The man at the helm of the country's largest angel investor network says an overwhelming response to the organisation's annual intern take led him to wonder if there was a better way of nurturing the influx of aspiring entrepreneurs.
Ice Angels chief executive Robbie Paul, 29, said he was overwhelmed by the quality and quantity of the response.
"I couldn't quite figure out how to leverage all the talent that showed up, obviously I can't hire all of them."
The idea led him to found the Junior Venture Partners (JVP), a group of students who dedicate spare time to conducting due diligence on start-ups, also gaining rare access to business leaders, such as American entrepreneur Craig Elliot.
"Fundamentally, the Ice Angels is a network of incredibly experienced, but incredibly busy people and so if you can pair them up with incredibly brilliant people who have some time to give, it's a pretty powerful combination," Paul said.
The first intake was a hand-picked group of seven University of Auckland students (which the Ice House has a working relationship with) who were selected in April from 50 applicants vying to join the internship programme, Paul said.
He too joined the angels as an intern (in 2008) and the network will continue to take on two interns a year alongside the JVP programme, he said.
Managing the network of members, $40 million in investments across 80 companies, and 50 events a year required immense administrative grunt and the interns provided an essential support role, he said.
"Clearly the types of interns we employ are mad about start-ups, so they bend over backwards for opportunities to support our start-ups, engage with investors, and learn from our international VIPs."
The JVP members were not chosen on their academic prowess, but on their passion and enthusiasm, Paul said.
"There's probably plenty of people who could better compete to get a job at a law firm, but this is a different approach - they're sort of guinea pigs - we're looking for people who can work well in that environment."
There are plans to expand the programme beyond Auckland and tap into universities across the country, he said.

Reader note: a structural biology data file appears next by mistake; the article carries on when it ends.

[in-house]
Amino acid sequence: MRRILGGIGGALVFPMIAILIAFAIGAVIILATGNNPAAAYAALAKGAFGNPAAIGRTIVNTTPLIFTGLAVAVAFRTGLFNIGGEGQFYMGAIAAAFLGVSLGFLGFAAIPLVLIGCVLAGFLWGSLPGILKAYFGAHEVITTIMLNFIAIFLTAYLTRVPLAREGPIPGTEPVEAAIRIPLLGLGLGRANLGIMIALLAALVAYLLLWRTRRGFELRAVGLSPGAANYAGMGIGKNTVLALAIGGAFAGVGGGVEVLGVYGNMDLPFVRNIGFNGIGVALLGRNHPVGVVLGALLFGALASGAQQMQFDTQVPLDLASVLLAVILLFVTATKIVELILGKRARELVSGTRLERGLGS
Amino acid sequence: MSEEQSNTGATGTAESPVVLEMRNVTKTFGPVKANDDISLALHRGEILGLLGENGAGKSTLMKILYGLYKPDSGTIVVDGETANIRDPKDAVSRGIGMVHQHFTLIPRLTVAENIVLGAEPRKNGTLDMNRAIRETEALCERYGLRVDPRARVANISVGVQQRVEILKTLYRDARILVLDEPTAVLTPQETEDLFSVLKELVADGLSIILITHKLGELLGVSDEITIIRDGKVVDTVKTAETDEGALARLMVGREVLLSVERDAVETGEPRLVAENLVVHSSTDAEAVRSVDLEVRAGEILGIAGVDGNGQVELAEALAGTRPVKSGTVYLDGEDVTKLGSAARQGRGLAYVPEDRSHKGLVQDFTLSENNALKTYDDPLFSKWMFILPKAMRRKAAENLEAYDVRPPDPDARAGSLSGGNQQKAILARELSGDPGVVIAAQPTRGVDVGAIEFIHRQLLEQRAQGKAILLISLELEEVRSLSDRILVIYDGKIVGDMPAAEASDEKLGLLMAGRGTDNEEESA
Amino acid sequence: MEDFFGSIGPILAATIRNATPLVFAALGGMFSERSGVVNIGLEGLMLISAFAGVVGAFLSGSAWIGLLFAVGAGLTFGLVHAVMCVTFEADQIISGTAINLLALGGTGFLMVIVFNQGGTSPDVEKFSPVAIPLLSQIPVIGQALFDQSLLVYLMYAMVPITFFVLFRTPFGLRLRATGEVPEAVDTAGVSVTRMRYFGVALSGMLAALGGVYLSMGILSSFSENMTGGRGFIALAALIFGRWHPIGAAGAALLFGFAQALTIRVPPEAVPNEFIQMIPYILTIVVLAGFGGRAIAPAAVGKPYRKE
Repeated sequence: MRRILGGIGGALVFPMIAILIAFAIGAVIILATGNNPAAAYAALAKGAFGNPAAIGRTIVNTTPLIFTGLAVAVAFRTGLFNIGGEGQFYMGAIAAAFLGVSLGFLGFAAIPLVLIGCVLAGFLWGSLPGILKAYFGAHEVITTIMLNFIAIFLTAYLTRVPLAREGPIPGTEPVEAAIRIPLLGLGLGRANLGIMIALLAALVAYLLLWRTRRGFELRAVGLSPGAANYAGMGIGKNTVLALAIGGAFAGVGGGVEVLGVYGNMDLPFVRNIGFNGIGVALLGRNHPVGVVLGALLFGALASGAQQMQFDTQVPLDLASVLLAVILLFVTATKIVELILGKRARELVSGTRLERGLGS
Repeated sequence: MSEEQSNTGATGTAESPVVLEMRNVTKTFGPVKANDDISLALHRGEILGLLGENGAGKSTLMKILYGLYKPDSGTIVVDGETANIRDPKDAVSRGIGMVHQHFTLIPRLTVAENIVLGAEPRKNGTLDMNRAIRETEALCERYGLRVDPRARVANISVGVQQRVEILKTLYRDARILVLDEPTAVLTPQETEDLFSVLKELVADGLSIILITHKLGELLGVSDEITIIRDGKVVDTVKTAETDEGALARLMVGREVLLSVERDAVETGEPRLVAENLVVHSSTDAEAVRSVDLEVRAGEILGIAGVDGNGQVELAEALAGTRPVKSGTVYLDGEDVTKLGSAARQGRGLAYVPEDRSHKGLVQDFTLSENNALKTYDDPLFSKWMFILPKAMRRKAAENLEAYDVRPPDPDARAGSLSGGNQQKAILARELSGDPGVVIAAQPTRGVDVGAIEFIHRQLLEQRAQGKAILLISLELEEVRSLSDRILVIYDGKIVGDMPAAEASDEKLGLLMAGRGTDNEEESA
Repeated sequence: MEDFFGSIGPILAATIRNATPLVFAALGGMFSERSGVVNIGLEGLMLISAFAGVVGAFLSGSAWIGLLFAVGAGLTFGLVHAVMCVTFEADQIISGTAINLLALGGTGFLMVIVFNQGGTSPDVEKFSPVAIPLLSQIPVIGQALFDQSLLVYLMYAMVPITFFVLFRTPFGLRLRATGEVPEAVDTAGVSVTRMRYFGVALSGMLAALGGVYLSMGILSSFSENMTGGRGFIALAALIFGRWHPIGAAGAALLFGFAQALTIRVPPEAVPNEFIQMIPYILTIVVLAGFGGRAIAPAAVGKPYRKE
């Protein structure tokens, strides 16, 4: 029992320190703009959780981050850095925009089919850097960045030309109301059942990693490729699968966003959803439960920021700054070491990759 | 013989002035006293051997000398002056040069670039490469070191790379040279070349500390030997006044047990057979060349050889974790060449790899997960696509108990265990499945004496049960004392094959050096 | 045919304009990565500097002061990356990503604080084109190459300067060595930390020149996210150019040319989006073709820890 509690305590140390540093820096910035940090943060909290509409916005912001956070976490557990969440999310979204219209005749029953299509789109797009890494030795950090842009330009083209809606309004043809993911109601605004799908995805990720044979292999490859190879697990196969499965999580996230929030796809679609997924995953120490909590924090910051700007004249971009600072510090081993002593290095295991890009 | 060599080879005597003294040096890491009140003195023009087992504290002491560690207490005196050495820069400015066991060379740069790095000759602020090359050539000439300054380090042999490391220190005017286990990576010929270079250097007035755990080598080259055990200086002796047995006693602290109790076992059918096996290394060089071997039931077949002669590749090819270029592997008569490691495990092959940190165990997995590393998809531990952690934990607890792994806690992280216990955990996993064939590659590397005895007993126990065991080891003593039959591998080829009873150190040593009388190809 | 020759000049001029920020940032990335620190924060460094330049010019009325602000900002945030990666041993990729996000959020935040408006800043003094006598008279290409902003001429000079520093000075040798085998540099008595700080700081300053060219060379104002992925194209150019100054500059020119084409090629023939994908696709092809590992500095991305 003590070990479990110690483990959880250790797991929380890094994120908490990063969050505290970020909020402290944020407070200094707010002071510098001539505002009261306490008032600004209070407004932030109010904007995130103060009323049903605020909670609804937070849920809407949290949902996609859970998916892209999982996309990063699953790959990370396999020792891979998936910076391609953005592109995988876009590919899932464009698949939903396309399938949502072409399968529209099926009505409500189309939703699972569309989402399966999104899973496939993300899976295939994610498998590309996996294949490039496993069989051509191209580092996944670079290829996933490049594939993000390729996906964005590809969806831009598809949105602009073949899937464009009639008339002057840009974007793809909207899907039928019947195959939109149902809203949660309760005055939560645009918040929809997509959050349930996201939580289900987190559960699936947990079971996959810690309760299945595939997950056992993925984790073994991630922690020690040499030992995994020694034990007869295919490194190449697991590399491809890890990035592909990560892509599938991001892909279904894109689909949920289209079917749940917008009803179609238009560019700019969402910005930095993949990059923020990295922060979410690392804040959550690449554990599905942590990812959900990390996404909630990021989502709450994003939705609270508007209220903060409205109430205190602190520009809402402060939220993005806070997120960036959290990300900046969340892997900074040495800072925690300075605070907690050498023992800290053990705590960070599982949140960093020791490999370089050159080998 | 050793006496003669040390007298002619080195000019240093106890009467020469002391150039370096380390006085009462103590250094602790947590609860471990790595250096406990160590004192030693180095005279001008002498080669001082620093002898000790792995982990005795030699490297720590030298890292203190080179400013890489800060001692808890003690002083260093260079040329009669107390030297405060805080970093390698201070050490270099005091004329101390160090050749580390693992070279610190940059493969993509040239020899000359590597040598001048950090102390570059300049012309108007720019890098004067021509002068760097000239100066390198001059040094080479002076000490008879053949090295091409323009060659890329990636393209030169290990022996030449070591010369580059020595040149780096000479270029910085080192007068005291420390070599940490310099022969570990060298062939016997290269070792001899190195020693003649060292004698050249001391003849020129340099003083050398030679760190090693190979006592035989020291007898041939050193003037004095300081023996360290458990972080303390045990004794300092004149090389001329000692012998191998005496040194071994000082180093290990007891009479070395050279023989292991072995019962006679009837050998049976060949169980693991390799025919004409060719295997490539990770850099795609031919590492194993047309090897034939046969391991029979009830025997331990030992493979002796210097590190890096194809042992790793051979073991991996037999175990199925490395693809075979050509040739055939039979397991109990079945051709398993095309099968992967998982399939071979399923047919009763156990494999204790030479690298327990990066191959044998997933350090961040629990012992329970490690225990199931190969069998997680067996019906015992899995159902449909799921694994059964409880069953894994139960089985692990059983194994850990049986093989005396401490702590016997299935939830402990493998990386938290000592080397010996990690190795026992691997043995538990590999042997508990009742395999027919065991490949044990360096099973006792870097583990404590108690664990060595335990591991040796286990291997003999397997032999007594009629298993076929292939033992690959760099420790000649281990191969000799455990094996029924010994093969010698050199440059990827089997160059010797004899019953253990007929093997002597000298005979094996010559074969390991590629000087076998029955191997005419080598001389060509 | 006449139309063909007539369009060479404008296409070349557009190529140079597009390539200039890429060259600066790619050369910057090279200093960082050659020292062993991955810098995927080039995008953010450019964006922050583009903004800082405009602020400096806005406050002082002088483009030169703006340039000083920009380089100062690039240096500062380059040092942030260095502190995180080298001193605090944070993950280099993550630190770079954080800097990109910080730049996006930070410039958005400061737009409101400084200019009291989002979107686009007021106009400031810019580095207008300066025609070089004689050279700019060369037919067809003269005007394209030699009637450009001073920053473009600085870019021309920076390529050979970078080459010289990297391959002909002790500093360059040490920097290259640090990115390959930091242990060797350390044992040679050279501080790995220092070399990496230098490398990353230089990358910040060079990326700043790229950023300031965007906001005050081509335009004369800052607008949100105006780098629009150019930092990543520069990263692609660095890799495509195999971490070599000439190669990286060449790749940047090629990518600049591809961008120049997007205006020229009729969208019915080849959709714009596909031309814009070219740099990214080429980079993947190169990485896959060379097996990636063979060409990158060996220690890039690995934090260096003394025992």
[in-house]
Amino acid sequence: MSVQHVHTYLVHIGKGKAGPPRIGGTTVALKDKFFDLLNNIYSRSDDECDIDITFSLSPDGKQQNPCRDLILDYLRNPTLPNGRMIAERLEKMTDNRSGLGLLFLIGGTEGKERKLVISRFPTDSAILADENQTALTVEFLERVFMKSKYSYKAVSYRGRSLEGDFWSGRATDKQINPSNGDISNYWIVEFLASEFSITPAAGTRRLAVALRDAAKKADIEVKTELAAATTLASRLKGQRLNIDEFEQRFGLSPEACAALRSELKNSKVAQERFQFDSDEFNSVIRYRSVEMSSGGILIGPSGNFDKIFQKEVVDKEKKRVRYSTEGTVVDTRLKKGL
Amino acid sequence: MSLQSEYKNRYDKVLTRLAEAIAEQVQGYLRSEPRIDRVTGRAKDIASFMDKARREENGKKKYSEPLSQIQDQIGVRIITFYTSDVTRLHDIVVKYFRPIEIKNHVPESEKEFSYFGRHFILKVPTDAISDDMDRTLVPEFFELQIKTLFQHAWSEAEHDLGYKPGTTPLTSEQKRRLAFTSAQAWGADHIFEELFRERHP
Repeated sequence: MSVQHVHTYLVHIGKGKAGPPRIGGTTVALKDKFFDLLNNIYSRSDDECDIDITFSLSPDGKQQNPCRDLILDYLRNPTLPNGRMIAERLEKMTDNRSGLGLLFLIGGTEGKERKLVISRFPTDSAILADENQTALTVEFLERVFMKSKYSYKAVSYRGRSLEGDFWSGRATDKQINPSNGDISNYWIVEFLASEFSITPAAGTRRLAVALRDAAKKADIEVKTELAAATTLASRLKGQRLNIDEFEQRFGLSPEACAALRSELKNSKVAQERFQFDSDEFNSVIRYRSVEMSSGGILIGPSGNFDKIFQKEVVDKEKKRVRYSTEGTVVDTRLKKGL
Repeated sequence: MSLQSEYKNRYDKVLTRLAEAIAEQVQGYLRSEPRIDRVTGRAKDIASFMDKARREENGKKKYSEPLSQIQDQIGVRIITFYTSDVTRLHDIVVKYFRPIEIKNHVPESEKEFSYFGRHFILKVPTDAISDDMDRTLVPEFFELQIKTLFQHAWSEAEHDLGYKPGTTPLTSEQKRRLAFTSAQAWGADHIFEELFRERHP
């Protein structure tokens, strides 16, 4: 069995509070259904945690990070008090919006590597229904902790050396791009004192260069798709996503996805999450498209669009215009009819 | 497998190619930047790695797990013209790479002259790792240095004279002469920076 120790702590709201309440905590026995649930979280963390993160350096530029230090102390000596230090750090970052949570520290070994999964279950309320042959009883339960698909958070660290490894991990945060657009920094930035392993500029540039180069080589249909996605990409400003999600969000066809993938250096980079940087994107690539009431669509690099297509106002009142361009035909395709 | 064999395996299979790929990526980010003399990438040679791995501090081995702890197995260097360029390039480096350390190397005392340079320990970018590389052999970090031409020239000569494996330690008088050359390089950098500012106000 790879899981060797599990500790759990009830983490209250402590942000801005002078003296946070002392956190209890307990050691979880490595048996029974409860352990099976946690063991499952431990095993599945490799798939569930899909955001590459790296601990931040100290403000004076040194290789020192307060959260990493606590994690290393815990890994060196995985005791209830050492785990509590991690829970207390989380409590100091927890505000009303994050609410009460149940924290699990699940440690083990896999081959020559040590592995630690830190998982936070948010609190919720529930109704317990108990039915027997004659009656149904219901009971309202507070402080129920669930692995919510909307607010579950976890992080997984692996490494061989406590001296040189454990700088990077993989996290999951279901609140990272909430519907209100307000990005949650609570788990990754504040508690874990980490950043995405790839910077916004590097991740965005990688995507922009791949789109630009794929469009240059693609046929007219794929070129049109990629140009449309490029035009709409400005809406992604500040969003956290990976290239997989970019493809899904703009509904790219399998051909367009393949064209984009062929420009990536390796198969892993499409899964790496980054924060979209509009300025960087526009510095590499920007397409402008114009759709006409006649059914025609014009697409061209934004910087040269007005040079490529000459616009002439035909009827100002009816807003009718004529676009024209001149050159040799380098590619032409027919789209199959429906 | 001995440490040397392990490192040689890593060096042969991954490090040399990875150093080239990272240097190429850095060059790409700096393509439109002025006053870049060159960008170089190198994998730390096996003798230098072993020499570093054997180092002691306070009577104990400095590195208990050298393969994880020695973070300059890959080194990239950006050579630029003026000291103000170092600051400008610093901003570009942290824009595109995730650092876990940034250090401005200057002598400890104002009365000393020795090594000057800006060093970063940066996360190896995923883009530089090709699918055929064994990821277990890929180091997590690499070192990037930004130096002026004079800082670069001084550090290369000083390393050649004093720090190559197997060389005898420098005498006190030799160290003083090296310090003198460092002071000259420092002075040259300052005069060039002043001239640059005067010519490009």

One of the Junior Venture Partners, Sam Jaffe, 22, is a fourth-year bachelor of arts and bachelor of commerce student, who said he heard about the internship programme through a previous intern, Jamie Beaton - who went on to found education consultancy Crimson Consulting. Beaton told him that his internship was engaging and "opened up a lot of doors", he said.
Jaffe said through the programme he had attended investment conferences and conducted due diligence for Angel investment deals.
"At the moment we're doing due diligence on a company as a collective, but in the future we hope to be doing it as individuals."
He said one of the most valuable aspects to the programme was the access it gave to major players in the New Zealand investment scene.
The partners had also established a competition, the University Start-Up Challenge, which gives university students, or recent graduates, the opportunity to present their "rocket pitch" to the New Zealand Angel Investment Showcase this year.
At last year's showcase, 10 of the 14 start-ups present secured a total of $5.2 million in funding.
Paul said he was also establishing a New Zealand version of the Dorm Room Fund - an American initiative which works as a student-run venture firm that invests in student-run companies.
"The dilemma in the venture world is that to raise the [funds] you have to have had a fund," he said.
"I'm sort of back-dooring that process by saying, 'I will and I'll bring along some others', and seed $50,000 to $100,000 to enable the Junior Venture Partners to invest that across three of the showcased companies.
"The start-up side of the ecosystem has been very well serviced in universities, but aside from the one or two ... who manage to work with Ice Angels each year, the opportunity is just not there for young students to get exposure to the investment side of the start-up world."